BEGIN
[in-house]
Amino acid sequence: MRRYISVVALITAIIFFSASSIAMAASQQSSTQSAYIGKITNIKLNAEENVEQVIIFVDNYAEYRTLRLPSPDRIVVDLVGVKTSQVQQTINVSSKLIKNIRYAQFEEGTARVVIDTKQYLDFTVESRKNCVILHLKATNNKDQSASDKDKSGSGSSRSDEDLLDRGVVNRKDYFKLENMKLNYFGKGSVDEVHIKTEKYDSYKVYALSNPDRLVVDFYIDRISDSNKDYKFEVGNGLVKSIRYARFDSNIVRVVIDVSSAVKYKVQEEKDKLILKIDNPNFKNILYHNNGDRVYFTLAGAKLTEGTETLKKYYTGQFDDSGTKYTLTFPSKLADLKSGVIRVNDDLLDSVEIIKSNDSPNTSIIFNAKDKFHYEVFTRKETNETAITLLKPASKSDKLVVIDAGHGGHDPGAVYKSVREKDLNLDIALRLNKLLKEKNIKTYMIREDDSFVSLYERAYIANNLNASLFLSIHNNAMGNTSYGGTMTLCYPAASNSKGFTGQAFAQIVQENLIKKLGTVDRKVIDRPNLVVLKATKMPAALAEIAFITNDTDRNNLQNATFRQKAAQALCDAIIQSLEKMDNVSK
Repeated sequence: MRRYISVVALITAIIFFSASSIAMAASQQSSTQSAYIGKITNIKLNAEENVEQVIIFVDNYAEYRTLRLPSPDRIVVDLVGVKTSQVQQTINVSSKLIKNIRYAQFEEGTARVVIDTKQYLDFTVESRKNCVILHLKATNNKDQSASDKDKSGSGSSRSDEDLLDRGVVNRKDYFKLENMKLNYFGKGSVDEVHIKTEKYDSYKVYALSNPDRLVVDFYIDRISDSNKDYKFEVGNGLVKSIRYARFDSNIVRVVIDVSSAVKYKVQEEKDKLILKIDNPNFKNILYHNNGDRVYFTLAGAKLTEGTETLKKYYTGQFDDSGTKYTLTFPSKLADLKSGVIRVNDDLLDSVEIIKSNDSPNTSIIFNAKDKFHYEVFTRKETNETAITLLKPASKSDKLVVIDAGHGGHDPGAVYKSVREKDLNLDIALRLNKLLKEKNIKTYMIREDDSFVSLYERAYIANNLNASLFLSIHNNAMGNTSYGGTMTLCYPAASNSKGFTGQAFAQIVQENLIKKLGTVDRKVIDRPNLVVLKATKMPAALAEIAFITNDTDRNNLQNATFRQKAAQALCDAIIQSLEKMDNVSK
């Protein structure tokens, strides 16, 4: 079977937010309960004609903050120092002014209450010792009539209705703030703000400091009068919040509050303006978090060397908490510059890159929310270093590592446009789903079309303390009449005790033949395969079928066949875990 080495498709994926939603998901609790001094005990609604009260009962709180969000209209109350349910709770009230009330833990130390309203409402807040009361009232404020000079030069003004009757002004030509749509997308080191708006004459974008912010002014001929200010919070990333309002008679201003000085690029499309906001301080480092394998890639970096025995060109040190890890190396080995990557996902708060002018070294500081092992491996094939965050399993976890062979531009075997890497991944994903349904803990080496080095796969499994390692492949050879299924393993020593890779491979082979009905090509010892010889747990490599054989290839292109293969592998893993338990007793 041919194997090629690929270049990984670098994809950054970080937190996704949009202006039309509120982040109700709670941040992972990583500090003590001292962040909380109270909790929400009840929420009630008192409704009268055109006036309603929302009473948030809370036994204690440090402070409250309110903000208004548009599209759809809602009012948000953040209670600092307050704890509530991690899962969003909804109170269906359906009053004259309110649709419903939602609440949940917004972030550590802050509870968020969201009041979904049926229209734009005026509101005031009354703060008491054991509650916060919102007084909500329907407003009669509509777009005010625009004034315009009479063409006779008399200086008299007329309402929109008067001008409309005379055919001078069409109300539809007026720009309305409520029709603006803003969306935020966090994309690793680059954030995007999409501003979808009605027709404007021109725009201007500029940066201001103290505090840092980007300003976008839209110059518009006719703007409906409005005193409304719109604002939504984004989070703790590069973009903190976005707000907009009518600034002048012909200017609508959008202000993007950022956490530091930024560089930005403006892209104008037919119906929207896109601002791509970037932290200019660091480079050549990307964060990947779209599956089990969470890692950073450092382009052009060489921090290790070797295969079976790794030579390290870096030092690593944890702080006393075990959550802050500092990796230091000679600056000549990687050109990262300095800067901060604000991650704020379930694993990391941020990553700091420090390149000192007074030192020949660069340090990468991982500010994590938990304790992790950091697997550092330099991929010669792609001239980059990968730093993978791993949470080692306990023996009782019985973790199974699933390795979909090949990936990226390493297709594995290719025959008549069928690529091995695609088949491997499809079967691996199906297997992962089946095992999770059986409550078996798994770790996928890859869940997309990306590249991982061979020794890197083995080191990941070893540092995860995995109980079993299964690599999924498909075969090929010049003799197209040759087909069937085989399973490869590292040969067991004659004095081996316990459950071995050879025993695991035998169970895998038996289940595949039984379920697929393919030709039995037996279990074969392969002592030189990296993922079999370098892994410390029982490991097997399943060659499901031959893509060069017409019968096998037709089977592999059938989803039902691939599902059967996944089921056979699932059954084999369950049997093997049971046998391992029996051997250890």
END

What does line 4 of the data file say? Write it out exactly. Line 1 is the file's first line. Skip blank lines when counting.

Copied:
């Protein structure tokens, strides 16, 4: 079977937010309960004609903050120092002014209450010792009539209705703030703000400091009068919040509050303006978090060397908490510059890159929310270093590592446009789903079309303390009449005790033949395969079928066949875990 080495498709994926939603998901609790001094005990609604009260009962709180969000209209109350349910709770009230009330833990130390309203409402807040009361009232404020000079030069003004009757002004030509749509997308080191708006004459974008912010002014001929200010919070990333309002008679201003000085690029499309906001301080480092394998890639970096025995060109040190890890190396080995990557996902708060002018070294500081092992491996094939965050399993976890062979531009075997890497991944994903349904803990080496080095796969499994390692492949050879299924393993020593890779491979082979009905090509010892010889747990490599054989290839292109293969592998893993338990007793 041919194997090629690929270049990984670098994809950054970080937190996704949009202006039309509120982040109700709670941040992972990583500090003590001292962040909380109270909790929400009840929420009630008192409704009268055109006036309603929302009473948030809370036994204690440090402070409250309110903000208004548009599209759809809602009012948000953040209670600092307050704890509530991690899962969003909804109170269906359906009053004259309110649709419903939602609440949940917004972030550590802050509870968020969201009041979904049926229209734009005026509101005031009354703060008491054991509650916060919102007084909500329907407003009669509509777009005010625009004034315009009479063409006779008399200086008299007329309402929109008067001008409309005379055919001078069409109300539809007026720009309305409520029709603006803003969306935020966090994309690793680059954030995007999409501003979808009605027709404007021109725009201007500029940066201001103290505090840092980007300003976008839209110059518009006719703007409906409005005193409304719109604002939504984004989070703790590069973009903190976005707000907009009518600034002048012909200017609508959008202000993007950022956490530091930024560089930005403006892209104008037919119906929207896109601002791509970037932290200019660091480079050549990307964060990947779209599956089990969470890692950073450092382009052009060489921090290790070797295969079976790794030579390290870096030092690593944890702080006393075990959550802050500092990796230091000679600056000549990687050109990262300095800067901060604000991650704020379930694993990391941020990553700091420090390149000192007074030192020949660069340090990468991982500010994590938990304790992790950091697997550092330099991929010669792609001239980059990968730093993978791993949470080692306990023996009782019985973790199974699933390795979909090949990936990226390493297709594995290719025959008549069928690529091995695609088949491997499809079967691996199906297997992962089946095992999770059986409550078996798994770790996928890859869940997309990306590249991982061979020794890197083995080191990941070893540092995860995995109980079993299964690599999924498909075969090929010049003799197209040759087909069937085989399973490869590292040969067991004659004095081996316990459950071995050879025993695991035998169970895998038996289940595949039984379920697929393919030709039995037996279990074969392969002592030189990296993922079999370098892994410390029982490991097997399943060659499901031959893509060069017409019968096998037709089977592999059938989803039902691939599902059967996944089921056979699932059954084999369950049997093997049971046998391992029996051997250890």